Ilong, Ilong, Ilong (Nose, Nose, Nose) was a game played by President Quezon and his children. The tour guide briefly demonstrated how it was done. It seems like an interesting game.
These laminated posters hang in the kitchen on the second floor. Cocido is the favorite dish of President Quezon.
The top view of the spiral staircase that leads to the ground floor, and the same staircase as seen from the ground floor. I may be wrong, but if I recall correctly the staircase is 115 years old.
The luggage that belonged to Manuel L. Quezon (left) and Maria Zeneida “Nini” Quezon (right). Nini is the only surviving child of the Quezons. She is 93 years old.
Signed Senate journals that are found beside Nini’s luggage. Manuel L. Quezon was the first Senate President of the Philippines before he became president.
Doña Aurora’s conference room is located across the Senate journals. She used this for her Red Cross meetings and other advocacies.
The sitting room on the ground floor. The chairs are replica and the religious images are representations of the carved narra images of Jesus and Mary. Nini decided to keep carved images as the only material remembrance of her parents.
Doña Aurora’s ledger. All amounts are in US dollars because the exchange rate at this time was Php1 = US $1. Those were the days.
The Quezons in their younger years
Doña Aurora’s second room is on the ground floor.
The rosary pillow holds the rosary beads that were found near the body of Doña Aurora after they were ambushed by what the authorities believe to be members of the Hukablahap. Hukbalahap was a guerilla movement that started during Japanese Occupation and persisted even after World War II.
Also found inside the second room of Doña Aurora.
This cabinet was a birthday gift for then-Senate President Quezon from the other senators
The dedication engraved on the top portion of the cabinet. The tour guide made me translate it as he did all the other guests. He was surprised I was able to do it. ☺ Only the third person to do it.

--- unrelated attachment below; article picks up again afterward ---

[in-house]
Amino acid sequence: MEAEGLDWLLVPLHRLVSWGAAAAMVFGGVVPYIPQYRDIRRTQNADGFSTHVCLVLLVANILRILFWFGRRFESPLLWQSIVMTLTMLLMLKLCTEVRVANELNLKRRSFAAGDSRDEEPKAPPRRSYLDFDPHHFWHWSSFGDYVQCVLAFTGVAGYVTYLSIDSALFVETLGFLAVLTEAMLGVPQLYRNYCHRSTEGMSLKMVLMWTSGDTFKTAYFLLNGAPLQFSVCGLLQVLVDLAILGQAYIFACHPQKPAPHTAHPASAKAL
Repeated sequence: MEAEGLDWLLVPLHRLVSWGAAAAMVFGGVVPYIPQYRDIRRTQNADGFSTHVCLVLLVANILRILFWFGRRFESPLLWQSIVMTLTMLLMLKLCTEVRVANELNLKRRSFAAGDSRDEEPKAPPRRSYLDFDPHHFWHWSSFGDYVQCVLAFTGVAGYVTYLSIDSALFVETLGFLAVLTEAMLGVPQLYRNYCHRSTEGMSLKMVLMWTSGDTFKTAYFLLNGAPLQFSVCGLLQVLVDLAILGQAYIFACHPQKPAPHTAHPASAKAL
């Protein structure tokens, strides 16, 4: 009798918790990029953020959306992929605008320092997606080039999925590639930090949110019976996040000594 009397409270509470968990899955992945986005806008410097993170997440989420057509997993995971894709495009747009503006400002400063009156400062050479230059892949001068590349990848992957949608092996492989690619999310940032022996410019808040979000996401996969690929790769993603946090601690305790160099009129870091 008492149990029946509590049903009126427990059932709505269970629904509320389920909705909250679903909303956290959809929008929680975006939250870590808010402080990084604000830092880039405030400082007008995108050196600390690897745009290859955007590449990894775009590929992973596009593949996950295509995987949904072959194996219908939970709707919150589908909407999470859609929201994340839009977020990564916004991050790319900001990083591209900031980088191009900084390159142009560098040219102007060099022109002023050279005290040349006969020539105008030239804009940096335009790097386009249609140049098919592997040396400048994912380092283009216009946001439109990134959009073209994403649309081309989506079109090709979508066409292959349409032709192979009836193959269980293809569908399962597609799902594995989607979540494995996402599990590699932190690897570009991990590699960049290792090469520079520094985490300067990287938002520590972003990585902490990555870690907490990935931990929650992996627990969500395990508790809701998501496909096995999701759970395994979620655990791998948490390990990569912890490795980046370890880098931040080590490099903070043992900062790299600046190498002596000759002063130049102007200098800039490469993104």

This guest room is across Doña Aurora’s room. The baby on the photo is the first grandchild of the Quezons.
Also found in the guest room are the report card of Ma. Aurora and her supposed-to-be wedding dress. She died in the ambush that also took her mother’s life.
The back door of the Quezon house has iron-wrought leaves.
This pool has koi fish. ☺ This pool is located at the back of the house. The tour guide said that the original pool did not have tiles because tiles are slippery, instead it had a concrete finish.
Caryatids found in the social hall beside the pool. The Greek goddesses are actually supporting columns. Their male counterparts did not make it to the relocated house.
Answers to the Rey quiz:
- Quezon Memorial Circle
- They were first cousins. Their mothers were sisters.
- 60 sticks or 3 packs
- Banaue Rice Terraces, Palm civet and Cordilleras weave design
- Franklin D. Roosevelt
How did you fare? 🙂
For more information about Manuel L. Quezon, please read Museo ni Manuel Quezon (Quezon Memorial Shrine).
Where: Elliptical Road, Diliman, Quezon City, Philippines
When: The Quezon Heritage House is open for public viewing Tuesday to Sunday, from 9am to 4pm.
How much: FREE!
How: From any MRT station, ride a train bound to Quezon Avenue. From the train station, go to Eton Centris where an area is allocated for jeepneys (the most common mode of transportation in the Philippines). Ride a jeepney bound to UP, Philcoa, Fairview or Commonwealth. The trip will take around ten minutes. Alight the vehicle near Quezon City Hall. Use the Belmonte Underpass to get to the QMC or wait for the guard to signal the pedestrians to cross from the side of city hall to the Circle.